Here is a 2012 interview with Greg Lake which previewed his Ventura concert, reviewed here.

George Michael – Singer / songwriter George Michael first found fame as part of Wham! with hits “Wake Me Up Before You Go-Go” and “Last Christmas”. His song “Careless Whisper” was also a hit during the Wham! years. After Wham! broke up, he had solo hits including “I Want Your Sex”, “Faith”, “Freedom ’90”, “Jesus to a Child”, and “Fastlove”, and a hit duet with Elton John, “Don’t Let the Sun Go Down on Me”.

Merle Haggard – Merle Haggard was many things: a country music legend with 40 No. 1 songs, an important architect of the gritty Bakersfield sound, a notable in the outlaw country movement and a member of the Country Music Hall of Fame. He was also an ex-convict who saw Johnny Cash perform while imprisoned at San Quentin, which inspired him to clean up his act. His best-known song, “Okie from Muskogee”, was released during the Vietnam War, and was simultaneously a denunciation of the hippie movement and a satire of the squares.

Here is a review of Haggard’s 2014 concert at the Chumash Casino.

Scotty Moore – Scotty Moore was the guitarist for Elvis Presley’s early recordings, including “That’s All Right”, “Hound Dog”, “Heartbreak Hotel”, and “Jailhouse Rock”. He returned for The King’s ’68 Comeback Special.

Dan Hicks – Dan Hicks was the drummer for The Charlatans, which is widely credited as the first psychedelic rock band and helped to pave the way for the emerging San Francisco Sound. Then in 1968, he founded Dan Hicks and His Hot Licks, which went in a more eclectic acoustic direction colored by jazz, country, and swing influences. Dan Hicks and His Hot Licks released several well-regarded albums before disbanding in the mid-1970’s and later reforming.

Here is an interview with Dan Hicks which previewed his 2013 concert in Santa Ynez.

Steve Young – Steve Young was a singer and songwriter whose best known song is “Seven Bridges Road”, which was covered by and became a Top 40 hit for The Eagles. He also wrote “Lonesome, On’ry And Mean”, which became a trademark song for Waylon Jennings, and “Montgomery in the Rain”, which was covered by Hank Williams, Jr.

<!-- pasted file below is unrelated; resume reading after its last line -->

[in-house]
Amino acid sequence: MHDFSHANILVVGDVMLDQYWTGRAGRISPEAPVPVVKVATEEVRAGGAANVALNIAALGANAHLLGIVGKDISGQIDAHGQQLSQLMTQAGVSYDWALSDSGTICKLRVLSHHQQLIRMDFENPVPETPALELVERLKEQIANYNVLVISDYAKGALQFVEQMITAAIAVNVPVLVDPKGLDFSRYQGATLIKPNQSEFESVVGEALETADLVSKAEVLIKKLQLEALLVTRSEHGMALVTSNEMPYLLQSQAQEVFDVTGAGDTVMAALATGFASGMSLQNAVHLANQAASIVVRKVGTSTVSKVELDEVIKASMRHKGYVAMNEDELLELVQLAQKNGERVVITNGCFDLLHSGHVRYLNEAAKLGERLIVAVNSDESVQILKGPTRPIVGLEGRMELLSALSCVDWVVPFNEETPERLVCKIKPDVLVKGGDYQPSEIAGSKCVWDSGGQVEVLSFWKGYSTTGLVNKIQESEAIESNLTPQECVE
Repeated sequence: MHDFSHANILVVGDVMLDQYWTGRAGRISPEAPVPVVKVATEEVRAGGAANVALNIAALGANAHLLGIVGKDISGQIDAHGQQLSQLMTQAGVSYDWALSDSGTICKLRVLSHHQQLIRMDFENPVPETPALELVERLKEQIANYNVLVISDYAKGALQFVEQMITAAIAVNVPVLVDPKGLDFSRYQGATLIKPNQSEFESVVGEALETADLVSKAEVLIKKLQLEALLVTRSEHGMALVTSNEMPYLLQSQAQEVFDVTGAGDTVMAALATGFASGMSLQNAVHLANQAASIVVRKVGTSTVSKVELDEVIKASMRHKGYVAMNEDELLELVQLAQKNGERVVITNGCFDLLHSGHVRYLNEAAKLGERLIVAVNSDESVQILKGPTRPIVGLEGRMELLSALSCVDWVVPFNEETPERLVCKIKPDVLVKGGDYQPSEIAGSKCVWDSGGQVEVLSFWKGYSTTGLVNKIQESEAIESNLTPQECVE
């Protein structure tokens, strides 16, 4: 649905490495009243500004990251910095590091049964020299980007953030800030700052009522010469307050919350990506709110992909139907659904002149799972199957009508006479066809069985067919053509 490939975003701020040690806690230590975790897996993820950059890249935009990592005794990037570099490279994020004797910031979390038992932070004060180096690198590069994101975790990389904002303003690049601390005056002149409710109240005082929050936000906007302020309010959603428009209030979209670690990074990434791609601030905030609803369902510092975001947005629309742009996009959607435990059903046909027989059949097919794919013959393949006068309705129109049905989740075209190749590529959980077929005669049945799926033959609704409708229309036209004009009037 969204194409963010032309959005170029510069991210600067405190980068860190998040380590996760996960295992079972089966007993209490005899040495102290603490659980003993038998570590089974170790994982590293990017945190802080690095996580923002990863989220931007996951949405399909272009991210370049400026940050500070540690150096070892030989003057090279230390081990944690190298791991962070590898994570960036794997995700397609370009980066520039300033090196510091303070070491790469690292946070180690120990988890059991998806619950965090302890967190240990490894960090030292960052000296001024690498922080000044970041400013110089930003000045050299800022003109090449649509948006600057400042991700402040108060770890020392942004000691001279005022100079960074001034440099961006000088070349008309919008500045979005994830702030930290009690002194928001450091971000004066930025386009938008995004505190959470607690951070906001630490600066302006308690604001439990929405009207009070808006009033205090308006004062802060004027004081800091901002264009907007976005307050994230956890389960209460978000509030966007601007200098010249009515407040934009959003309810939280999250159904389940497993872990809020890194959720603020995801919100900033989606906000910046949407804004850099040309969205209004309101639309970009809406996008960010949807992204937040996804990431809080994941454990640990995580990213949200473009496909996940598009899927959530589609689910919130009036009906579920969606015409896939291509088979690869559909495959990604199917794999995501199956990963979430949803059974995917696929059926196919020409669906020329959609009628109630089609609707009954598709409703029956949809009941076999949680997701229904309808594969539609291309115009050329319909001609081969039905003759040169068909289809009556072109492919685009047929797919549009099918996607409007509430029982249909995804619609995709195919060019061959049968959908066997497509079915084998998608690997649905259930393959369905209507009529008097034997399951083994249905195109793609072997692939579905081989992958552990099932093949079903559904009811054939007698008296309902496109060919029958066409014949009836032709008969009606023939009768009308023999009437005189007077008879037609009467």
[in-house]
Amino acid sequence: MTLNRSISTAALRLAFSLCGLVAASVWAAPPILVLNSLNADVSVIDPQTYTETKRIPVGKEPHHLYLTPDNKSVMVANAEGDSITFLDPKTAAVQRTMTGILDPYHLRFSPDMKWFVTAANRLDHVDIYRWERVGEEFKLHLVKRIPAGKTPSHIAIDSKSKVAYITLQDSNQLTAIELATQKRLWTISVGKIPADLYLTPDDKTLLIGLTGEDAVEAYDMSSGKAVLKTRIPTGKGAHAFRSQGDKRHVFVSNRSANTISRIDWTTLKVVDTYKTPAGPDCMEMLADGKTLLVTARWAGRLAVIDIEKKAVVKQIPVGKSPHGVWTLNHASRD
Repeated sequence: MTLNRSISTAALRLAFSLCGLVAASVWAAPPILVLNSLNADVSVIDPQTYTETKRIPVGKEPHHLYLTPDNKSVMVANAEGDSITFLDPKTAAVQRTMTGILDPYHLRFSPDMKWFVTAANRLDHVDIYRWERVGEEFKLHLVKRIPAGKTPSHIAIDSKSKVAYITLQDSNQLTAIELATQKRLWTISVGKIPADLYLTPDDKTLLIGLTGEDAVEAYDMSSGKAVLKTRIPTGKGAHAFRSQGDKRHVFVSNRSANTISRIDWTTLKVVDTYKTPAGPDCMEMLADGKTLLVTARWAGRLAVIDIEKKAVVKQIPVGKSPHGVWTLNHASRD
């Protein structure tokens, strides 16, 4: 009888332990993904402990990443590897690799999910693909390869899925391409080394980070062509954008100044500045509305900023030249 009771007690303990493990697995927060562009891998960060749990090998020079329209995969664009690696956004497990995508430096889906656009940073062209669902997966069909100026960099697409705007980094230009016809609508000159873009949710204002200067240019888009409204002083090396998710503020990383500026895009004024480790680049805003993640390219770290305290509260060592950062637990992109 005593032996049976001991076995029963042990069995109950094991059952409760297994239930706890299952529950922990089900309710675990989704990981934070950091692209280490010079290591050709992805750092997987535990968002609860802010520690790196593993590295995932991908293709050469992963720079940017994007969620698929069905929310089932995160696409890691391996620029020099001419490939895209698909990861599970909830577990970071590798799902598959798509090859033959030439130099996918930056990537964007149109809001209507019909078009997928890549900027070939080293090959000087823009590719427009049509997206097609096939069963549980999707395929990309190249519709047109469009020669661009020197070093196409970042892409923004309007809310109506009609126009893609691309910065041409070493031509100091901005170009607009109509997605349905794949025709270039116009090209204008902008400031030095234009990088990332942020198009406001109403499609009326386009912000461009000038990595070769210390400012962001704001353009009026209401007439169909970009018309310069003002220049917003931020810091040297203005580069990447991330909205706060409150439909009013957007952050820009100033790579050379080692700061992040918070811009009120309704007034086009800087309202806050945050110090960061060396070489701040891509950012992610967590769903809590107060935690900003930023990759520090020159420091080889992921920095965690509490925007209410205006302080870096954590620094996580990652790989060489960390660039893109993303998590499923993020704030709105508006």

Here is a 2010 interview with Steve Young which previewed his concert at the Lobero Theatre, reviewed here.

Sharon Jones – Sharon Jones went from being a prison guard at Riker’s Island to a career as a firecracker soul singer, with her first full-length record Dap Dippin’ with Sharon Jones and the Dap-Kings released when she was in her 40’s. She bravely continued to perform as she fought cancer.

Jones performed several times in Santa Barbara, including an amazing opening set for the Tedeschi Trucks Band in 2015 at the Santa Barbara Bowl.

Sir George Martin – Sir George Martin, often referred to as the “fifth Beatle”, is recognized as one of the top producers in the history of recorded sound. His musical arrangements and use of studio experimentation elevated many of The Beatles’ songs, with notable examples including “Yesterday”, “Strawberry Fields”, “I Am The Walrus”, and “Eleanor Rigby”. Martin also produced albums by Jeff Beck, Mahavishnu Orchestra, America, Cheap Trick, and others.

Other notable 2016 musician and music-related deaths:

Phife Dawg – founding member of hip-hop group A Tribe Called Quest

Denise “Vanity” Matthews – lead singer for Vanity 6, best-known for “Nasty Girl”

Pete Burns – singer for Dead or Alive, best-known for “You Spin Me Round (Like A Record)”

Bobby Vee – teen idol pop singer

Guy Clark – singer / songwriter important to the outlaw country genre

Signe Toly Anderson – original female singer for Jefferson Airplane

Alan Vega – vocalist for electropunk duo Suicide

Blowfly, aka Clarence Reid – X-rated songwriter / vocalist

Dave Swarbrick – folk musician who played on early Fairport Convention albums

Bernie Worrell – P-Funk keyboard player who also played with the Talking Heads

Fred Hellerman – member of The Weavers, also produced Alice’s Restaurant album for Arlo Guthrie

Tony Conrad – minimalist musician who played with La Monte Young, John Cale, and Faust

Isao Tomita – Japanese electronic music composer

Mose Allison – jazz and blues musician, wrote “A Young Man Blues” and “Parchman Farm”

Gilli Smyth – singer for Gong including on the Radio Gnome Invisible trilogy

Prince Buster – Jamaican singer / songwriter / producer important for early reggae and ska

Stanley Dural, Jr. – founder of Buckwheat Zydeco Band

Pauline Oliveros – electronic music experimentalist / pioneer

Jean-Jacques Perrey – electronic music pioneer

Roye Albrighton – guitarist and singer for prog-rock band Nektar

Rick Parfitt – singer / guitarist for Status Quo

Jerry Corbetta – singer for Sugarloaf, best-known for “Green-Eyed Lady”

Joan Marie Johnson – singer from the Dixie Cups

Otis Clay – R&B / soul singer

Joey Feek – country singer from duo Joey + Rory

Nicholas Caldwell – singer for The Whispers, known for “And the Beat Goes On”, “Rock Steady”

Gary Loizzo – lead singer for American Breed, best-known for “Bend Me, Shape Me”

Glenn Yarbrough – folk singer with The Limeliters